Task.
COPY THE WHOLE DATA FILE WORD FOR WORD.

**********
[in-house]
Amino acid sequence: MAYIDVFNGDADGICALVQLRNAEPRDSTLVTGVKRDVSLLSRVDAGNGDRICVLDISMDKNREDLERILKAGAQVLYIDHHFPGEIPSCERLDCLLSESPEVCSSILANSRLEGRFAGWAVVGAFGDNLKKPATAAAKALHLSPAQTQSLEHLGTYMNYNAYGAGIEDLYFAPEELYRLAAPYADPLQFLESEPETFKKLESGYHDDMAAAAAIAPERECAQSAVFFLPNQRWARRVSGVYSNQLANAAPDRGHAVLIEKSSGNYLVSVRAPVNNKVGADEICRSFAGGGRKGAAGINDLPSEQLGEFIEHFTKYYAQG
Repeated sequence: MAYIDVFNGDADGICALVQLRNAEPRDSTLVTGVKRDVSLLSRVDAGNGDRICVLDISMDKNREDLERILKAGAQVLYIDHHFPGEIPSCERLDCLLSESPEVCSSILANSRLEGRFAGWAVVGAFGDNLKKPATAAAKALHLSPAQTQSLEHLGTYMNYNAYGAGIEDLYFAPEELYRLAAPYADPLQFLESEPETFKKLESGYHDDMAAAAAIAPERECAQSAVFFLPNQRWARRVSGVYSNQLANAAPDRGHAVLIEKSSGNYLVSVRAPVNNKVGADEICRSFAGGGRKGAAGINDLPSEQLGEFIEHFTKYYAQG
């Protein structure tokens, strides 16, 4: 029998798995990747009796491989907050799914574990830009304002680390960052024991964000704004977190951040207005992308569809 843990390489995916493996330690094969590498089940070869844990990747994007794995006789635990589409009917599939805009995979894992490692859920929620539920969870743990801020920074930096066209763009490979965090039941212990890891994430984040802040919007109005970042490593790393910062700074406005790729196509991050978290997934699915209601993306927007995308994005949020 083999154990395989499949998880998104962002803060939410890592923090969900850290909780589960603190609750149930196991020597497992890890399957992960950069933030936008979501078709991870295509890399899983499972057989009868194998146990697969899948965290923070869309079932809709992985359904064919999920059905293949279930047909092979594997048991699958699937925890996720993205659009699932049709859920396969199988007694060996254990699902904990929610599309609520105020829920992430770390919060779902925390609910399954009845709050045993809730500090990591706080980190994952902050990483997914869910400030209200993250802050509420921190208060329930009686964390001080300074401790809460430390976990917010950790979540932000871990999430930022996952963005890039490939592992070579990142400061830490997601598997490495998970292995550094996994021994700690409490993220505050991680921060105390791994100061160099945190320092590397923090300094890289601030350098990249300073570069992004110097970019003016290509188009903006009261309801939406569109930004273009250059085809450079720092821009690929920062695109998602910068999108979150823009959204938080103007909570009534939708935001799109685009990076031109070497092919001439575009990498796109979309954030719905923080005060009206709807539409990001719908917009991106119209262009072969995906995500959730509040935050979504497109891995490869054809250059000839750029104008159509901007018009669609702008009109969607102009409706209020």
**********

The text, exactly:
[in-house]
Amino acid sequence: MAYIDVFNGDADGICALVQLRNAEPRDSTLVTGVKRDVSLLSRVDAGNGDRICVLDISMDKNREDLERILKAGAQVLYIDHHFPGEIPSCERLDCLLSESPEVCSSILANSRLEGRFAGWAVVGAFGDNLKKPATAAAKALHLSPAQTQSLEHLGTYMNYNAYGAGIEDLYFAPEELYRLAAPYADPLQFLESEPETFKKLESGYHDDMAAAAAIAPERECAQSAVFFLPNQRWARRVSGVYSNQLANAAPDRGHAVLIEKSSGNYLVSVRAPVNNKVGADEICRSFAGGGRKGAAGINDLPSEQLGEFIEHFTKYYAQG
Repeated sequence: MAYIDVFNGDADGICALVQLRNAEPRDSTLVTGVKRDVSLLSRVDAGNGDRICVLDISMDKNREDLERILKAGAQVLYIDHHFPGEIPSCERLDCLLSESPEVCSSILANSRLEGRFAGWAVVGAFGDNLKKPATAAAKALHLSPAQTQSLEHLGTYMNYNAYGAGIEDLYFAPEELYRLAAPYADPLQFLESEPETFKKLESGYHDDMAAAAAIAPERECAQSAVFFLPNQRWARRVSGVYSNQLANAAPDRGHAVLIEKSSGNYLVSVRAPVNNKVGADEICRSFAGGGRKGAAGINDLPSEQLGEFIEHFTKYYAQG
């Protein structure tokens, strides 16, 4: 029998798995990747009796491989907050799914574990830009304002680390960052024991964000704004977190951040207005992308569809 843990390489995916493996330690094969590498089940070869844990990747994007794995006789635990589409009917599939805009995979894992490692859920929620539920969870743990801020920074930096066209763009490979965090039941212990890891994430984040802040919007109005970042490593790393910062700074406005790729196509991050978290997934699915209601993306927007995308994005949020 083999154990395989499949998880998104962002803060939410890592923090969900850290909780589960603190609750149930196991020597497992890890399957992960950069933030936008979501078709991870295509890399899983499972057989009868194998146990697969899948965290923070869309079932809709992985359904064919999920059905293949279930047909092979594997048991699958699937925890996720993205659009699932049709859920396969199988007694060996254990699902904990929610599309609520105020829920992430770390919060779902925390609910399954009845709050045993809730500090990591706080980190994952902050990483997914869910400030209200993250802050509420921190208060329930009686964390001080300074401790809460430390976990917010950790979540932000871990999430930022996952963005890039490939592992070579990142400061830490997601598997490495998970292995550094996994021994700690409490993220505050991680921060105390791994100061160099945190320092590397923090300094890289601030350098990249300073570069992004110097970019003016290509188009903006009261309801939406569109930004273009250059085809450079720092821009690929920062695109998602910068999108979150823009959204938080103007909570009534939708935001799109685009990076031109070497092919001439575009990498796109979309954030719905923080005060009206709807539409990001719908917009991106119209262009072969995906995500959730509040935050979504497109891995490869054809250059000839750029104008159509901007018009669609702008009109969607102009409706209020």